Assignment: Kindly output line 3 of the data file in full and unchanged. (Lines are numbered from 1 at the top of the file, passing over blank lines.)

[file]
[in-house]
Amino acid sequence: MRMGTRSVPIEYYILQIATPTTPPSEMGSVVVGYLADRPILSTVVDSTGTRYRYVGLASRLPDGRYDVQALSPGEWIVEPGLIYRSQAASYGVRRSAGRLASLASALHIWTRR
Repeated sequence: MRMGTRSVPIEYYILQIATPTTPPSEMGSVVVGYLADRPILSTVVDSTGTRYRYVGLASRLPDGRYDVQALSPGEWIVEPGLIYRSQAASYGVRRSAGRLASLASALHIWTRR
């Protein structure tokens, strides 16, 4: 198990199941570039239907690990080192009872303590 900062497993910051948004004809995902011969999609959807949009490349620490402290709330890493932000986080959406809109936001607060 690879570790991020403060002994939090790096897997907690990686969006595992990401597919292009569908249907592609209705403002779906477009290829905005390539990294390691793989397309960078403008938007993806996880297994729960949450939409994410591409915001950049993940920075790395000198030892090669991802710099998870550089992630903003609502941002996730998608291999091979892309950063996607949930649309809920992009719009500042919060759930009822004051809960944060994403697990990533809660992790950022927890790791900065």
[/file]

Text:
Repeated sequence: MRMGTRSVPIEYYILQIATPTTPPSEMGSVVVGYLADRPILSTVVDSTGTRYRYVGLASRLPDGRYDVQALSPGEWIVEPGLIYRSQAASYGVRRSAGRLASLASALHIWTRR